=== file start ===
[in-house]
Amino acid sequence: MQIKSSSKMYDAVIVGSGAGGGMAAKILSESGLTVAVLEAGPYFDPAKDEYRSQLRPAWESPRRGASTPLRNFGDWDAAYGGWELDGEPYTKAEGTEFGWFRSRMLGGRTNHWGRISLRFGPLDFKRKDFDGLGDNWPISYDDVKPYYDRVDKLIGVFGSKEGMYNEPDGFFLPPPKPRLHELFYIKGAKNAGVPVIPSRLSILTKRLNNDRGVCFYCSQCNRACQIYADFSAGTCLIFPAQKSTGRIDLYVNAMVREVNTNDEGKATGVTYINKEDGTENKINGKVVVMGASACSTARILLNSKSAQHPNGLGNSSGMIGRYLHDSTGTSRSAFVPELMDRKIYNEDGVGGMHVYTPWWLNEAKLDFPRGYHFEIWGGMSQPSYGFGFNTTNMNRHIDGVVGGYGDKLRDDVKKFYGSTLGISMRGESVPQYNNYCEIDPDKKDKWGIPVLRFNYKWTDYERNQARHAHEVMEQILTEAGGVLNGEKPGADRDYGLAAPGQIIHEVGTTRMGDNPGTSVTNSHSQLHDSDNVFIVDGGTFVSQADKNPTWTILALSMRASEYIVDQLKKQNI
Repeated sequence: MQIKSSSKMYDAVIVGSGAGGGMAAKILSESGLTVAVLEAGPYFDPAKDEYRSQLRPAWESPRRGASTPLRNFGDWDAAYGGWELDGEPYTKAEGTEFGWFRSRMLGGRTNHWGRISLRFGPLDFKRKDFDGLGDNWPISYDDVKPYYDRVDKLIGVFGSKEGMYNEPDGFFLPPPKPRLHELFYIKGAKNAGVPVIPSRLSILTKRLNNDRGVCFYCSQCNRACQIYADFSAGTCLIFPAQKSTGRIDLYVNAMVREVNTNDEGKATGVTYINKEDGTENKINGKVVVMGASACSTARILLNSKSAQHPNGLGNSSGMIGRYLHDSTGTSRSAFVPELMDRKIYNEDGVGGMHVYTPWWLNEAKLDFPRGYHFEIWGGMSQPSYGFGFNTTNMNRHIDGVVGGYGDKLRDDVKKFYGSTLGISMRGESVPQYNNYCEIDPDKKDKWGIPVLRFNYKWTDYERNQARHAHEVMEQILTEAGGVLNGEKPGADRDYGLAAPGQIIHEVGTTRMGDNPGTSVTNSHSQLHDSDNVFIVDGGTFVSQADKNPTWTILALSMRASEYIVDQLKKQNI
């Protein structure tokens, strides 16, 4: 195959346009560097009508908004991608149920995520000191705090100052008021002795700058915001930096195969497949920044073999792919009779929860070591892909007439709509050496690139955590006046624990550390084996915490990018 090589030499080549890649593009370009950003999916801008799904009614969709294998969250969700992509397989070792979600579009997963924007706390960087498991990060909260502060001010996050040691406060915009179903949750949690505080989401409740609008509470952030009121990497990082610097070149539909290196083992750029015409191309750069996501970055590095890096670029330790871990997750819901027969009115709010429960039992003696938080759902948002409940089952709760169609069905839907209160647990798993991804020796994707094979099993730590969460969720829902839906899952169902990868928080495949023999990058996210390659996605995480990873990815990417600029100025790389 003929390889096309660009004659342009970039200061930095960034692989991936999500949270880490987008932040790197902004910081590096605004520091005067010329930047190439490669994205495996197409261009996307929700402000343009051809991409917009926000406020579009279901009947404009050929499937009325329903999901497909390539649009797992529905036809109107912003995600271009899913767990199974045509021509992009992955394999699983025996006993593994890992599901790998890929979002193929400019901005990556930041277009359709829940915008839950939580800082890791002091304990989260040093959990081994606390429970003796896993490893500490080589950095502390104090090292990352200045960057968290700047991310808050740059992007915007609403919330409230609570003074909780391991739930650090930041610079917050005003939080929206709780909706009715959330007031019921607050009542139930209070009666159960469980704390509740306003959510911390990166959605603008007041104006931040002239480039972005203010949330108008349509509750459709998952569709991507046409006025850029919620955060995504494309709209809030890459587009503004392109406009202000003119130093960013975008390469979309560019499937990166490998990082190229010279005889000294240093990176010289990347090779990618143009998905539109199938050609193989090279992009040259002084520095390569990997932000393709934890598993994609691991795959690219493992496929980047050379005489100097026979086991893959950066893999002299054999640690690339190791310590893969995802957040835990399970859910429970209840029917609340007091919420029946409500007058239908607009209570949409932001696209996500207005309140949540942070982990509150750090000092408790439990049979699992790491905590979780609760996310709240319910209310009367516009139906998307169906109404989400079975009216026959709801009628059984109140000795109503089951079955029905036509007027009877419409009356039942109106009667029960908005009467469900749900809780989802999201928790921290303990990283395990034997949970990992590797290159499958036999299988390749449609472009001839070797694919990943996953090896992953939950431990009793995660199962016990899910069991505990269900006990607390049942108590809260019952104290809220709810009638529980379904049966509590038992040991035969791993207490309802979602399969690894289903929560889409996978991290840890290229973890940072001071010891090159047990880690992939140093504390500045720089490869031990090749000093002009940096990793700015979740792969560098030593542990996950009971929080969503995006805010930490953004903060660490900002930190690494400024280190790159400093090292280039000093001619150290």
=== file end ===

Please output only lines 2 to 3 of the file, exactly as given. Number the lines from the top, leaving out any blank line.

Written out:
Amino acid sequence: MQIKSSSKMYDAVIVGSGAGGGMAAKILSESGLTVAVLEAGPYFDPAKDEYRSQLRPAWESPRRGASTPLRNFGDWDAAYGGWELDGEPYTKAEGTEFGWFRSRMLGGRTNHWGRISLRFGPLDFKRKDFDGLGDNWPISYDDVKPYYDRVDKLIGVFGSKEGMYNEPDGFFLPPPKPRLHELFYIKGAKNAGVPVIPSRLSILTKRLNNDRGVCFYCSQCNRACQIYADFSAGTCLIFPAQKSTGRIDLYVNAMVREVNTNDEGKATGVTYINKEDGTENKINGKVVVMGASACSTARILLNSKSAQHPNGLGNSSGMIGRYLHDSTGTSRSAFVPELMDRKIYNEDGVGGMHVYTPWWLNEAKLDFPRGYHFEIWGGMSQPSYGFGFNTTNMNRHIDGVVGGYGDKLRDDVKKFYGSTLGISMRGESVPQYNNYCEIDPDKKDKWGIPVLRFNYKWTDYERNQARHAHEVMEQILTEAGGVLNGEKPGADRDYGLAAPGQIIHEVGTTRMGDNPGTSVTNSHSQLHDSDNVFIVDGGTFVSQADKNPTWTILALSMRASEYIVDQLKKQNI
Repeated sequence: MQIKSSSKMYDAVIVGSGAGGGMAAKILSESGLTVAVLEAGPYFDPAKDEYRSQLRPAWESPRRGASTPLRNFGDWDAAYGGWELDGEPYTKAEGTEFGWFRSRMLGGRTNHWGRISLRFGPLDFKRKDFDGLGDNWPISYDDVKPYYDRVDKLIGVFGSKEGMYNEPDGFFLPPPKPRLHELFYIKGAKNAGVPVIPSRLSILTKRLNNDRGVCFYCSQCNRACQIYADFSAGTCLIFPAQKSTGRIDLYVNAMVREVNTNDEGKATGVTYINKEDGTENKINGKVVVMGASACSTARILLNSKSAQHPNGLGNSSGMIGRYLHDSTGTSRSAFVPELMDRKIYNEDGVGGMHVYTPWWLNEAKLDFPRGYHFEIWGGMSQPSYGFGFNTTNMNRHIDGVVGGYGDKLRDDVKKFYGSTLGISMRGESVPQYNNYCEIDPDKKDKWGIPVLRFNYKWTDYERNQARHAHEVMEQILTEAGGVLNGEKPGADRDYGLAAPGQIIHEVGTTRMGDNPGTSVTNSHSQLHDSDNVFIVDGGTFVSQADKNPTWTILALSMRASEYIVDQLKKQNI